North Shore

To watch the pro-surfers perfect their game, head to Oahu’s north shore (the island bus will take you there if you don’t have a car, but start early as it’s a long route, taking over 2 hours each way). Once you’re green with envy at the locals’ surf skills, head to one of the shrimp shacks for a taste of paradise. If you’re looking for a once in a lifetime adrenaline kick, North Shore is a good place to skydive. Most companies include a pick up from your Waikiki hostel.

Leaving Oahu: Seeing the other islands

Hawaii comprises a number of islands with Oahu, Hawaii Island (known as Big Island), Maui, and Kauai being the main four to visit. With a couple of days spent acclimatizing to the pace of paradise and seeing the sights of Oahu, a short flight will take you to the other islands, where your discovery of Hawaii can really start.

Big Island


Picking a favorite Hawaiian island will come down to personal preference and what activities you prefer, but of all the islands, Big Island has something for everyone.

Volcanoes National Park: If you only have time for one activity on Big Island, then it surely has to be a visit to the Volcanoes National Park. Walk through giant lava tubes, hike into a volcano crater, take a path past steam vents, and depending on the lava flow, get to watch the eerie glow from within the crater of one of the most active volcanoes in the world (Kileau). Note: if the volcano is particularly active, you can watch lava spewing from the coast into the sea as new land is born.

Green sand beach: I never tire of seeing gleaming white sand beaches, but they barely compare with the rarity of the olive-toned green sand beach on Big Island. One of only two in the world (the other is in the Galapagos Islands), the green sand is colored by a local mineral, olivine.  The miniscule beach requires an adventurous spirit to get to, including a coastal hike and bit of rock climbing, but its uniqueness makes it worthwhile. Taking sand off the beach is prohibited, and even if the potential fine doesn’t deter you, hopefully your conscience will.

Star-gaze up Mauna Kea: The peak of Mauna Kea is so perfectly positioned for star gazing that N.A.S.A. houses telescopes there. Every night a team of experts gather to provide free star-gazing sessions, which are fascinating even if you can’t tell Orion’s Belt from the Milky Way. Wrap up warm – the altitude provides freezing conditions.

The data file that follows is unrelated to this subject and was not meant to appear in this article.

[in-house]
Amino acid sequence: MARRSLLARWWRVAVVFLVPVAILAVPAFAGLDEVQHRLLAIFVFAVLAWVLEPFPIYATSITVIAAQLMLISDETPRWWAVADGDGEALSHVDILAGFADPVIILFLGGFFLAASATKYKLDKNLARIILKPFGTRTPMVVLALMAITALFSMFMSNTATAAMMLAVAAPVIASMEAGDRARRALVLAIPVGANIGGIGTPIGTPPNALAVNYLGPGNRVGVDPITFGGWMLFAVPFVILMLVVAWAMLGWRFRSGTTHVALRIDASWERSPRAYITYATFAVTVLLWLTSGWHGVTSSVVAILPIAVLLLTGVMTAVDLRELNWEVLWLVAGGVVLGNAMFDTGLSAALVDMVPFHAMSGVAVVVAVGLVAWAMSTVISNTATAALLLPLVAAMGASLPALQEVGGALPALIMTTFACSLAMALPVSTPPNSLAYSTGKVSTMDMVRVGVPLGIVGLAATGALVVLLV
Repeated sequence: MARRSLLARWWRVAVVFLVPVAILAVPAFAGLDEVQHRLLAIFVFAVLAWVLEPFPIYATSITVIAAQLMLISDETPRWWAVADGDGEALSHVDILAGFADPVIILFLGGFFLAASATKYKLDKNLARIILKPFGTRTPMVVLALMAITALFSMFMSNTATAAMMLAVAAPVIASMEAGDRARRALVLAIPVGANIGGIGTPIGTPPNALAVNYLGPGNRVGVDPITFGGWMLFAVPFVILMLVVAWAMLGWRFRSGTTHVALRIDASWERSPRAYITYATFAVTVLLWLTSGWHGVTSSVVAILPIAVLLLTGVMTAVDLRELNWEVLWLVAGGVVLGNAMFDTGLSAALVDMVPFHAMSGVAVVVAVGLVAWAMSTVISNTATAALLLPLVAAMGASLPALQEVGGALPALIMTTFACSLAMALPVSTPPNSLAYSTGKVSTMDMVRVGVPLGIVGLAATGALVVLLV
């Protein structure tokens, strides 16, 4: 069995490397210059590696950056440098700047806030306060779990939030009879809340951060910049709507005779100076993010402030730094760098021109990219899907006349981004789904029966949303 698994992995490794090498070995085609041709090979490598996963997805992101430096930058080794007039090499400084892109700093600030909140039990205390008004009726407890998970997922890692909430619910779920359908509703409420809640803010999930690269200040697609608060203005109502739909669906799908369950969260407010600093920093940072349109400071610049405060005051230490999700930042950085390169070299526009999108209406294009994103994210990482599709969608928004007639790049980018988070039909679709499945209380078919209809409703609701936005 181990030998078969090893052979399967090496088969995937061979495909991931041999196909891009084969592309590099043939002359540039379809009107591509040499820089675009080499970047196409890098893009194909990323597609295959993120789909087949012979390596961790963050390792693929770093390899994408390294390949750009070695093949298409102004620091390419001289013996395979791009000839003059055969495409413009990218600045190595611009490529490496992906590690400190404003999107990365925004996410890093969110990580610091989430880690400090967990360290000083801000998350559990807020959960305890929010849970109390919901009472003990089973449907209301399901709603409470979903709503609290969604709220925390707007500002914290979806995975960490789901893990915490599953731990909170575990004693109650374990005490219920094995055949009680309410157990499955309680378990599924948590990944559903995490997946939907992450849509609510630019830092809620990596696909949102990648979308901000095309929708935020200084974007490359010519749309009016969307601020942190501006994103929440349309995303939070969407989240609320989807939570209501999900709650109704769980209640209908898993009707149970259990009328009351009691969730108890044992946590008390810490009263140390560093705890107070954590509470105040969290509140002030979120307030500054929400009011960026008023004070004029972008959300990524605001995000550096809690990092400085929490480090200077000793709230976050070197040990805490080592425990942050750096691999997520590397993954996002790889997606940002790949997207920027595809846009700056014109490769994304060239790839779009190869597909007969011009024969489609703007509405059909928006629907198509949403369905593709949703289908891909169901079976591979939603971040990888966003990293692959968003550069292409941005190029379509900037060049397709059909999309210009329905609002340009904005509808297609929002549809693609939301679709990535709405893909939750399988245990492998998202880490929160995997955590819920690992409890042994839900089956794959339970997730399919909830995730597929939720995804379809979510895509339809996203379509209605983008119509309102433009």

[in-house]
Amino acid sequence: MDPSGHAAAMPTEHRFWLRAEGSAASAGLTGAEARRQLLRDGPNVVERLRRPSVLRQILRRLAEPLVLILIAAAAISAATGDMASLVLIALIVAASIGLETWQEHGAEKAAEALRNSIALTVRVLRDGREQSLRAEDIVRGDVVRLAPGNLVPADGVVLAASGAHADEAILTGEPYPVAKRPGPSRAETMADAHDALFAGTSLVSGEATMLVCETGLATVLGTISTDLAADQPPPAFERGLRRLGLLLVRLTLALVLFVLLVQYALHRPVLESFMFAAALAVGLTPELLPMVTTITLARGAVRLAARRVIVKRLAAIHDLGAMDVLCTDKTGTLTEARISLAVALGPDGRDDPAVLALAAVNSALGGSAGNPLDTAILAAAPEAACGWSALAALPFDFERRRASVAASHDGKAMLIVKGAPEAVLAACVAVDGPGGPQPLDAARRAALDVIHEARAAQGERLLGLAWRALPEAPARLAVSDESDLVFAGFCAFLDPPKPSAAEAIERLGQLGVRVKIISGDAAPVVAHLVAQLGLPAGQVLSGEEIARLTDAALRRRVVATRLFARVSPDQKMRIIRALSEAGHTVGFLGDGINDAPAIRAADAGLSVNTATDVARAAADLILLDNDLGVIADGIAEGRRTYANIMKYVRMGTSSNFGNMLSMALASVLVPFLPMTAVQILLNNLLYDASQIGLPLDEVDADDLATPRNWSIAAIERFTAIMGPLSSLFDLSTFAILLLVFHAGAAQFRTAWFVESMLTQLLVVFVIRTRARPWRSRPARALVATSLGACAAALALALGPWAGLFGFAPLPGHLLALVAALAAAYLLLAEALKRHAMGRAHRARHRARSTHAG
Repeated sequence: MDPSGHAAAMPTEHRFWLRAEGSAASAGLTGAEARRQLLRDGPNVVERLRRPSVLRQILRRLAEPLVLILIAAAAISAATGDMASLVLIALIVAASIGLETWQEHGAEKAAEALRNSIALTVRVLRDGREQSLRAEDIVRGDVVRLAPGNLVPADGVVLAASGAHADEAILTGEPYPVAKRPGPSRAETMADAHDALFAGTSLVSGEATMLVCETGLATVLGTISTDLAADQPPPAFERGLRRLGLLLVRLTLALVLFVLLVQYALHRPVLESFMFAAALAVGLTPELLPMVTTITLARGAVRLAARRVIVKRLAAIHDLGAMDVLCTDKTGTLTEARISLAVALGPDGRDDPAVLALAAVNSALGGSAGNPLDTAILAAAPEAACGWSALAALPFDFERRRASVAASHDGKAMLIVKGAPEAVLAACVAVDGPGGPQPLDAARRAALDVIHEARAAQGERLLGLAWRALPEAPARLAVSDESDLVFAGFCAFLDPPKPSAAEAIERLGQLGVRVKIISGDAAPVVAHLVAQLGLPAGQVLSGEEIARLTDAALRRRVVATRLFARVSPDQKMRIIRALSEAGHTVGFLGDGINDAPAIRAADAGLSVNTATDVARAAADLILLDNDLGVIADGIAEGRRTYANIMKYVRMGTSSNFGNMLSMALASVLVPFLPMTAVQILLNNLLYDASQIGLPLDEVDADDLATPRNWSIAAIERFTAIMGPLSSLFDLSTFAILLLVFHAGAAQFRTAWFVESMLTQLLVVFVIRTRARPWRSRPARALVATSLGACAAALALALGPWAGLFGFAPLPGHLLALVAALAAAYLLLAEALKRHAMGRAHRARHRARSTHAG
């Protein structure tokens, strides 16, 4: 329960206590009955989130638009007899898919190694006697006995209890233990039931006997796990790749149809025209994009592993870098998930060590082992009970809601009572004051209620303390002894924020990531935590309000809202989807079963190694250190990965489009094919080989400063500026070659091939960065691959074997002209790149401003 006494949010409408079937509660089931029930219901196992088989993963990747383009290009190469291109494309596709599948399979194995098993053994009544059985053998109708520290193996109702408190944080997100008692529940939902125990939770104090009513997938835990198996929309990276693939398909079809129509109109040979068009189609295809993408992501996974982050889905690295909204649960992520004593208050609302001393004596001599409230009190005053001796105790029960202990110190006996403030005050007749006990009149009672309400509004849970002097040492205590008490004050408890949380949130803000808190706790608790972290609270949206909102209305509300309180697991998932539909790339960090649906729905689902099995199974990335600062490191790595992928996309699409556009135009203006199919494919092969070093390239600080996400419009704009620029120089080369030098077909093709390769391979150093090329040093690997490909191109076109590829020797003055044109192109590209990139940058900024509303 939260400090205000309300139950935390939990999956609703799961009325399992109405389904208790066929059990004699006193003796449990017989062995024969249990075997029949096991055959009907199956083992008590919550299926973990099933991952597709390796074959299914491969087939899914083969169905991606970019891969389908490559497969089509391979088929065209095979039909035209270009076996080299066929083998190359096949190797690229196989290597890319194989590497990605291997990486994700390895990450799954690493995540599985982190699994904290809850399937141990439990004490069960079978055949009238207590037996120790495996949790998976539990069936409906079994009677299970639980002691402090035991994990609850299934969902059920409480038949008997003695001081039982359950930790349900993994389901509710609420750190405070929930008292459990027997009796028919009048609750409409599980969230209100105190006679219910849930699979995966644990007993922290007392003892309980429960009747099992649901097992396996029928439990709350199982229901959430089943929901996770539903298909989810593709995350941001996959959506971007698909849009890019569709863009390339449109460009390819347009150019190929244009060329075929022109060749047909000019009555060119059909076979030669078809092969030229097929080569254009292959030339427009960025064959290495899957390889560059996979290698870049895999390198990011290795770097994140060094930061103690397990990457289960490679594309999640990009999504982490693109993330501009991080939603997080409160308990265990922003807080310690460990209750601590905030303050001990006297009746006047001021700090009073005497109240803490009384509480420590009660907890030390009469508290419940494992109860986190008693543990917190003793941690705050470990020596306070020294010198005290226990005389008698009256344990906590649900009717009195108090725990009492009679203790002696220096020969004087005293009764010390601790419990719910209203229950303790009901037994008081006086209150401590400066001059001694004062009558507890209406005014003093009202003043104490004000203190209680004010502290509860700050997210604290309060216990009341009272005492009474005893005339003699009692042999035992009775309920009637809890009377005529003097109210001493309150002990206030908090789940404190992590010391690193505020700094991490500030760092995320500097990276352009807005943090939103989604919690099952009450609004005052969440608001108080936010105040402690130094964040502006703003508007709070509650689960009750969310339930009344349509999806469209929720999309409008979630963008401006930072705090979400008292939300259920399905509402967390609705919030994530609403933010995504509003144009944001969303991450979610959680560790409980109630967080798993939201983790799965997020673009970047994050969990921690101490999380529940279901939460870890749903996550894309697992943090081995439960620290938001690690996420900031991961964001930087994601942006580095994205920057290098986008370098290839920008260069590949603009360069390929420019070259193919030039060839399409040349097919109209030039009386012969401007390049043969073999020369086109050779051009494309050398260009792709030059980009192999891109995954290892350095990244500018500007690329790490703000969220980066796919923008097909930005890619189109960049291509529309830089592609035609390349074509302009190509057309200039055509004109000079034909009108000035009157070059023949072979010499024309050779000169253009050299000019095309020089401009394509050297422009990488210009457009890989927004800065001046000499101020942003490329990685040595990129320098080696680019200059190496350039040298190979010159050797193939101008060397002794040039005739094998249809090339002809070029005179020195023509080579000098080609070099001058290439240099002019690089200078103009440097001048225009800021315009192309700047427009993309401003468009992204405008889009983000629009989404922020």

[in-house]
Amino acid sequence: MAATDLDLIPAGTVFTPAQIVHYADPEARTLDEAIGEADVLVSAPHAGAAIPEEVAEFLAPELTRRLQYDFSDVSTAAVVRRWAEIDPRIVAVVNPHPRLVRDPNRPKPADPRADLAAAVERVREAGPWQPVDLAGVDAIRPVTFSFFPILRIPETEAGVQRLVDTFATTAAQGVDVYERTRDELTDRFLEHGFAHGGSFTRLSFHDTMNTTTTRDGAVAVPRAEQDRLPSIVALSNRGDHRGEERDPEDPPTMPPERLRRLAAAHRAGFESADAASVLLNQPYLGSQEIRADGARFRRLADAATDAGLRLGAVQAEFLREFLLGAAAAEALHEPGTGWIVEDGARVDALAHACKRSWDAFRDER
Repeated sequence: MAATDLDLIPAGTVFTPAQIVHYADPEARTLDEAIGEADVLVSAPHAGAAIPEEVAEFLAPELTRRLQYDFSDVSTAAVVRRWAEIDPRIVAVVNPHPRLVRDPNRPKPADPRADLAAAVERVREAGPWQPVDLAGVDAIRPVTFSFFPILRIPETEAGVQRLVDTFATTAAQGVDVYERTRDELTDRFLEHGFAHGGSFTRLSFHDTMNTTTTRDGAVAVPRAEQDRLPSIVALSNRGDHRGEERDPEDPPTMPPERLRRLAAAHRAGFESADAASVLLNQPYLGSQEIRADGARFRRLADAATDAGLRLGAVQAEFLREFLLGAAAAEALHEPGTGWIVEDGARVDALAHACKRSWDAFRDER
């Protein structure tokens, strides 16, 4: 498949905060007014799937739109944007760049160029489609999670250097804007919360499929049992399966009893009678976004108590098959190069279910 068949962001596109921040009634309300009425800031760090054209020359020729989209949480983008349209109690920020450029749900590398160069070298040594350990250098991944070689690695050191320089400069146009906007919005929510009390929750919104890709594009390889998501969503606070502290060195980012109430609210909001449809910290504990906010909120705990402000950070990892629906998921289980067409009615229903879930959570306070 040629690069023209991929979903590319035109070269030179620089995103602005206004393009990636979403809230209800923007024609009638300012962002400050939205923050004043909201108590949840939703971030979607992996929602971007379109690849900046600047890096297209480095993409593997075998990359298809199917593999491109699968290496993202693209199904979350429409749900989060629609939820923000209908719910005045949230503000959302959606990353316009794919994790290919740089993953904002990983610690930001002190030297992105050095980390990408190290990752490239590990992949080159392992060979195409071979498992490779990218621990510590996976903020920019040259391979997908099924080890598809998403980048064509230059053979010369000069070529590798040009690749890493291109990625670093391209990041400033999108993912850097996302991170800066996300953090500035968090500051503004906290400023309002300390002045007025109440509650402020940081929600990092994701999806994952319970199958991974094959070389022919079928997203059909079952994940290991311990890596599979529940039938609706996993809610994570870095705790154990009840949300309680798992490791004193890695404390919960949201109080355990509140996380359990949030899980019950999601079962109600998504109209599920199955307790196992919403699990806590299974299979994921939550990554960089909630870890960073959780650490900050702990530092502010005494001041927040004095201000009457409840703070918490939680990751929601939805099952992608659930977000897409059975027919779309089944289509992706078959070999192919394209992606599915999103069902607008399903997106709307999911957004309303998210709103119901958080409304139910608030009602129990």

Kona coffee plantations and the Kona brewery: Not every day on Big Island needs to revolve around activities and natural wonders. Hawaii produces impressive coffee, and the town of Kona, on Big Island’s west coast, is the source. There are many plantations to choose from, but the tour at the Hula Daddy plantation is both inviting, informative, and best of all, free (many plantations charge). If coffee isn’t your thing, the Kona Brewery, which produces popular brands Longboard, Pipeline Porter, and Five Rock Pale Ale, is a nice way to top off a day. Don’t fancy the tour but just want to taste? The small bar/restaurant offers a tasting menu where you can sample a selection of the breweries products.

Tip: Hilo or Kona? One dilemma for indie travelers visiting Big Island is whether to stay on the east (Hilo) or west (Kona) coast. Hilo is known for its rain and Kona its beaches, so it may seem no contest, but after staying in both I’d recommend Hilo for its better integration with local Hawaiian life.



Kauai looks like an emerald green blanket has been draped over the shoulders of a giant hulk of rock that has pushed its way out of the water. The interior is no less dramatic, and the fringing beaches frame the beauty perfectly. If you’re after nature, Kauai will probably have what you’re looking for.